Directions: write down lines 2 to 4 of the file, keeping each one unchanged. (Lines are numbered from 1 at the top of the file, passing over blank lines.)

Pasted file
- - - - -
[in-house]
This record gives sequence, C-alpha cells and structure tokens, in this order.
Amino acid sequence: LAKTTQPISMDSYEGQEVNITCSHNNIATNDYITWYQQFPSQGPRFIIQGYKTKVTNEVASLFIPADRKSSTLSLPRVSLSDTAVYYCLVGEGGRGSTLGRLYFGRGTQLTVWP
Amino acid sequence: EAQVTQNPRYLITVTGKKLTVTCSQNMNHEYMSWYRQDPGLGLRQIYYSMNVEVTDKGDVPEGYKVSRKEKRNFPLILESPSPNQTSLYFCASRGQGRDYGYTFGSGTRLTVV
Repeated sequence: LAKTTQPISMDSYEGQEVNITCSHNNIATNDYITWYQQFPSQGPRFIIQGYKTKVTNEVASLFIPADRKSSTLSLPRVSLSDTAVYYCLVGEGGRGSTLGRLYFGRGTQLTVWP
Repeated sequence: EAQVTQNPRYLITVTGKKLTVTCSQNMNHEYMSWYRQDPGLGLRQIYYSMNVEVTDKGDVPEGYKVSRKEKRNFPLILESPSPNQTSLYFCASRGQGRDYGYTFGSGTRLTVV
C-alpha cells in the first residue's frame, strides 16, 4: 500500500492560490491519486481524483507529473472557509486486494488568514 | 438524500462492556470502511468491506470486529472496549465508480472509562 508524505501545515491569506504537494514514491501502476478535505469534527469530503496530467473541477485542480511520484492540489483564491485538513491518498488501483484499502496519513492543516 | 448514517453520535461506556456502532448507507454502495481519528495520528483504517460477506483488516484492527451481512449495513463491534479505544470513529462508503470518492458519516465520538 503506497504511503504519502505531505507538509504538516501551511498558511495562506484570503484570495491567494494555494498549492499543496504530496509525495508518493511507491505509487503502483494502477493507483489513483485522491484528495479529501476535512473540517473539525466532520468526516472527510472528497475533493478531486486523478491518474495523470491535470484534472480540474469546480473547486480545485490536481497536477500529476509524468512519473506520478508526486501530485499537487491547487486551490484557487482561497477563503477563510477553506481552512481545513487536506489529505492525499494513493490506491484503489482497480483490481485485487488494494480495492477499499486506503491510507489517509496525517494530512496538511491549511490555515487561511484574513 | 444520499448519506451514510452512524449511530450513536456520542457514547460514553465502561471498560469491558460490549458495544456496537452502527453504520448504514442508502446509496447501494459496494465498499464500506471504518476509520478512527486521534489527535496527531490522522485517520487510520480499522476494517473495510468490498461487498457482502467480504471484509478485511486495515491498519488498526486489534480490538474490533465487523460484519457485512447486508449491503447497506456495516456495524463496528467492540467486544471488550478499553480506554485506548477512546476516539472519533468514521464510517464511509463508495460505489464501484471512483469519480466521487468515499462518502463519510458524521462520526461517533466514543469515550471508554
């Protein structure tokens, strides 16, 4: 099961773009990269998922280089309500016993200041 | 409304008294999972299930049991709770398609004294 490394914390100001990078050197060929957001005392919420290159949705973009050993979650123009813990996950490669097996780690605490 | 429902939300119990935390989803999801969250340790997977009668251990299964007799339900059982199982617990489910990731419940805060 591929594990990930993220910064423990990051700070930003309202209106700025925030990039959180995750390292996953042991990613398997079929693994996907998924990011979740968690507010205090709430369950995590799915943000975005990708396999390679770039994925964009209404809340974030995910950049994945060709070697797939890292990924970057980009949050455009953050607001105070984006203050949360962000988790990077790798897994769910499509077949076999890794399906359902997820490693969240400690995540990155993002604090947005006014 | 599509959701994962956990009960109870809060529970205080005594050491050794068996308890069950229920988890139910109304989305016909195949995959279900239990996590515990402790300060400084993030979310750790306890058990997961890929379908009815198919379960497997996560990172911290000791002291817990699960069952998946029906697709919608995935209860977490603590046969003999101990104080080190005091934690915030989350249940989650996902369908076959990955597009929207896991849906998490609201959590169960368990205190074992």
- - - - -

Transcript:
This record gives sequence, C-alpha cells and structure tokens, in this order.
Amino acid sequence: LAKTTQPISMDSYEGQEVNITCSHNNIATNDYITWYQQFPSQGPRFIIQGYKTKVTNEVASLFIPADRKSSTLSLPRVSLSDTAVYYCLVGEGGRGSTLGRLYFGRGTQLTVWP
Amino acid sequence: EAQVTQNPRYLITVTGKKLTVTCSQNMNHEYMSWYRQDPGLGLRQIYYSMNVEVTDKGDVPEGYKVSRKEKRNFPLILESPSPNQTSLYFCASRGQGRDYGYTFGSGTRLTVV